What makes finding the best assembly system difficult is that only a few arrangements of resources are applicable among thousands of possibilities. And finding the cost and performance characteristics for the resources may be a daunting chore.
The software normally uses one manual-labor category, one for fixed automation, and two or more for robots. Others occur when more labor classes are possible or when using specific devices such as ovens or automated pallet rotators.
An assembly plan for an air conditioning unit provides an example of what the software needs and what it produces. The table Software inputs shows a partial table of tasks and times for the case study. Tasks are identified by a single upper-case letter and each is color coded based upon the degree of difficulty. These tasks become the rows of the table and resources constitute the columns.
Users must also specify general limits on the time available at a workstation by considering:
• Work period in terms of days/ yr and the number of shifts available, usually 1, 2 or 3.
• Station-to-station move time in seconds indicates the workstation idle time.
• Units/pallet is almost always one, but can be used to prorate long in-out times, such as those usually needed for an automated guided vehicle.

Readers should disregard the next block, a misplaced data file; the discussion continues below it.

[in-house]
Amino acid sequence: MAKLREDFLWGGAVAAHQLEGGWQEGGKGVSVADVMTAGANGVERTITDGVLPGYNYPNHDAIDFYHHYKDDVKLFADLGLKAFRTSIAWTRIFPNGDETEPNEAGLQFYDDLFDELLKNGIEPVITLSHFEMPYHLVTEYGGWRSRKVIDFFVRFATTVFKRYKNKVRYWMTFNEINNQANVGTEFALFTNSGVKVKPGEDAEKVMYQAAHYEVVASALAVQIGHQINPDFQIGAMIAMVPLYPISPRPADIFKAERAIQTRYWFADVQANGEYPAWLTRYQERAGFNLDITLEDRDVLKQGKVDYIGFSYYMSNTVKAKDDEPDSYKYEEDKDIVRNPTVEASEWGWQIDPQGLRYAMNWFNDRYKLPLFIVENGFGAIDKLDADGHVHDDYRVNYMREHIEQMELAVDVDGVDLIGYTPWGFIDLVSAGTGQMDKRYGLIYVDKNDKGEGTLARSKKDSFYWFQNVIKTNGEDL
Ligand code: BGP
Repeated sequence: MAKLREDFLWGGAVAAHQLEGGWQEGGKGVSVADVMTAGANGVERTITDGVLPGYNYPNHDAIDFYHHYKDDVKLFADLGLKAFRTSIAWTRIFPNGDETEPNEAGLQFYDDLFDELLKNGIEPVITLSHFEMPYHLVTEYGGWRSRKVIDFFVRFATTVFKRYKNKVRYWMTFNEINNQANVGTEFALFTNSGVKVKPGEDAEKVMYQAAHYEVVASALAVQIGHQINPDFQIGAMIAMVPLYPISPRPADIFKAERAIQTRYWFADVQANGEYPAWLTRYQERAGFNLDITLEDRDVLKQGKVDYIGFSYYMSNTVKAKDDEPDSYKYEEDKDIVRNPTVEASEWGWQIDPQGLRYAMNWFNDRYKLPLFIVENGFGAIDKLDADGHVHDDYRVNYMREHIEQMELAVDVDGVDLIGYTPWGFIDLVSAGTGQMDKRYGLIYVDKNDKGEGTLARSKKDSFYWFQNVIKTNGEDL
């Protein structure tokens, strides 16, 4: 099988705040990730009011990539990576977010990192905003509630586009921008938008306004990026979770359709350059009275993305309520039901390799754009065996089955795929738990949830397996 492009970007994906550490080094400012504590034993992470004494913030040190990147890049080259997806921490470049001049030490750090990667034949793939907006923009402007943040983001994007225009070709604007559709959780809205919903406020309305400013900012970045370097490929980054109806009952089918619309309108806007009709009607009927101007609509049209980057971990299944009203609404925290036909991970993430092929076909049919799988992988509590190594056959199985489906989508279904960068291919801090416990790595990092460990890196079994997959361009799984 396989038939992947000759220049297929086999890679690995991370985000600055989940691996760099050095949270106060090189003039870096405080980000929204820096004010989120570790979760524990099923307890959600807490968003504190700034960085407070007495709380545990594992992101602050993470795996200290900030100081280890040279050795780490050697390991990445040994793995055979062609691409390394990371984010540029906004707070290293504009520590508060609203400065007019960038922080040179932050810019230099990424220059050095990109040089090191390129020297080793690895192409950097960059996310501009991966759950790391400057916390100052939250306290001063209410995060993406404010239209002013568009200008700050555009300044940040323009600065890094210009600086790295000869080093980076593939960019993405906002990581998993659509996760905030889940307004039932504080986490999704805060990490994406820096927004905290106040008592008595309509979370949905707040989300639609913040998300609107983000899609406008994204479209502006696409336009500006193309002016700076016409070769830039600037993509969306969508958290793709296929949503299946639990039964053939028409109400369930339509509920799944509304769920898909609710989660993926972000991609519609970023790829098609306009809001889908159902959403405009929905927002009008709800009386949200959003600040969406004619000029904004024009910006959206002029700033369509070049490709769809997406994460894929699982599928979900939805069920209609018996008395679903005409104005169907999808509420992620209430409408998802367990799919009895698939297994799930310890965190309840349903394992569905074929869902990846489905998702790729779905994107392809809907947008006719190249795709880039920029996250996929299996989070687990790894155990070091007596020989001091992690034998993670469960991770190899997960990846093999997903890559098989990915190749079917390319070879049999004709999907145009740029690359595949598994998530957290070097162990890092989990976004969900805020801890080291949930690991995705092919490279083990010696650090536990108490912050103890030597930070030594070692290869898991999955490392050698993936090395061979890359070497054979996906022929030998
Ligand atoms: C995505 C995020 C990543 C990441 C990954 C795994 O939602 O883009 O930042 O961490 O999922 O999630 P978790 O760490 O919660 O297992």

• Production batch size describes the number of units to be produced in a work year.
• The maximum in-parallel stations is usually one, but a higher value could be required. This provides a limit to the number of solutions. The largest number of tasks at a workstation is usually determined by the available time but it could be controlled by a parameter called maximum tools at a station.
While it is a good idea to allow only consecutive tasks at a workstation, there are opportunities for what’s called “revisits” under certain conditions. Nonconsecutive task assignments can be beneficial, for example, when a person is required to work on either side of a robot’s work space, or before and after an oven or automated testing station.
The best system
Each system found using the process satisfies all technical and economic constraints. A rating system helps sort them out. The rating method lets the user assign weighting factors to unit cost, the investment required, and number of stations so that systems can be readily compared. Users may also assign targets for the unit cost, investment, and stations and let the program determine how well each system compares to those ideals.